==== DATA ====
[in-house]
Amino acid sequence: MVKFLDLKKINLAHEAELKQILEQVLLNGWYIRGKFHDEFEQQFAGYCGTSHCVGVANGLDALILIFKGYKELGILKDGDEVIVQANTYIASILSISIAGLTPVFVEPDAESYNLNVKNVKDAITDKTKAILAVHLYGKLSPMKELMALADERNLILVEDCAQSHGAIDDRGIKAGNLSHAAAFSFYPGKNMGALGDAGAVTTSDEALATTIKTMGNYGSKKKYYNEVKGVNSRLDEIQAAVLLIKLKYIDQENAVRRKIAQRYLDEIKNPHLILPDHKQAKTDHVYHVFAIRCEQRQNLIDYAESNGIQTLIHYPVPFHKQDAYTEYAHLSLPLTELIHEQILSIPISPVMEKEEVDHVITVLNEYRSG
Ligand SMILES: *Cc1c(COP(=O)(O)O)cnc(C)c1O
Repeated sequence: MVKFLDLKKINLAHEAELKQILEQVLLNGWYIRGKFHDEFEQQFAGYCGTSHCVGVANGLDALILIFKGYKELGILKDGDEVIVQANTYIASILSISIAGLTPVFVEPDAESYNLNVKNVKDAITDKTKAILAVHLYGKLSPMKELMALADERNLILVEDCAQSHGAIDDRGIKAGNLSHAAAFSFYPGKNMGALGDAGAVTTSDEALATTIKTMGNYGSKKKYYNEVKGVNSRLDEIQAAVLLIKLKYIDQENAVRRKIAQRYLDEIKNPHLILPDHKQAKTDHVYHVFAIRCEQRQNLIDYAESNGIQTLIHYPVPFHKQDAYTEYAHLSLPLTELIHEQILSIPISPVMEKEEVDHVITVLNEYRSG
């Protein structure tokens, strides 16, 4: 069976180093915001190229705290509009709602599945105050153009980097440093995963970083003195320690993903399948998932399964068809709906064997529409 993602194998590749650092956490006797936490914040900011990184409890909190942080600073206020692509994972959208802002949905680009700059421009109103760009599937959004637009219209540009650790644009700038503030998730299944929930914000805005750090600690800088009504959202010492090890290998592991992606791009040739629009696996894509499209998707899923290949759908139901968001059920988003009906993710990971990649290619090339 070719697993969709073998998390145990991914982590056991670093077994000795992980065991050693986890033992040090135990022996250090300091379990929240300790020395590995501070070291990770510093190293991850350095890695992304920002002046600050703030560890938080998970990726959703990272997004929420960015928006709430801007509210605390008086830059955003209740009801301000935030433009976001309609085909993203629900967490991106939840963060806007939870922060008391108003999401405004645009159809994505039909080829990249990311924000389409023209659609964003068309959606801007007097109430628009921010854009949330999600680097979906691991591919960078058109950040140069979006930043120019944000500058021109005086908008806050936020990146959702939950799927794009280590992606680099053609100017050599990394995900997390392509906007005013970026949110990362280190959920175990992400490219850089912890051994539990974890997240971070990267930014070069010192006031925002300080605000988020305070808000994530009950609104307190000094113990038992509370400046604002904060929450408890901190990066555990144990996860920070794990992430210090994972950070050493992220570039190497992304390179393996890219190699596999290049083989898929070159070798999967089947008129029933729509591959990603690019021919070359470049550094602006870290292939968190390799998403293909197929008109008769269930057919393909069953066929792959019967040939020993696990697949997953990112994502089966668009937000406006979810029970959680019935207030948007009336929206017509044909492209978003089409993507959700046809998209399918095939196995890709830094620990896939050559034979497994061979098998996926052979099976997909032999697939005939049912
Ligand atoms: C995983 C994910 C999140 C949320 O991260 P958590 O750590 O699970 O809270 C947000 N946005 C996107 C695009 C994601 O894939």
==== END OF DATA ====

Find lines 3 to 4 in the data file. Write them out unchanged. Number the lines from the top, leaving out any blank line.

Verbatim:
Ligand SMILES: *Cc1c(COP(=O)(O)O)cnc(C)c1O
Repeated sequence: MVKFLDLKKINLAHEAELKQILEQVLLNGWYIRGKFHDEFEQQFAGYCGTSHCVGVANGLDALILIFKGYKELGILKDGDEVIVQANTYIASILSISIAGLTPVFVEPDAESYNLNVKNVKDAITDKTKAILAVHLYGKLSPMKELMALADERNLILVEDCAQSHGAIDDRGIKAGNLSHAAAFSFYPGKNMGALGDAGAVTTSDEALATTIKTMGNYGSKKKYYNEVKGVNSRLDEIQAAVLLIKLKYIDQENAVRRKIAQRYLDEIKNPHLILPDHKQAKTDHVYHVFAIRCEQRQNLIDYAESNGIQTLIHYPVPFHKQDAYTEYAHLSLPLTELIHEQILSIPISPVMEKEEVDHVITVLNEYRSG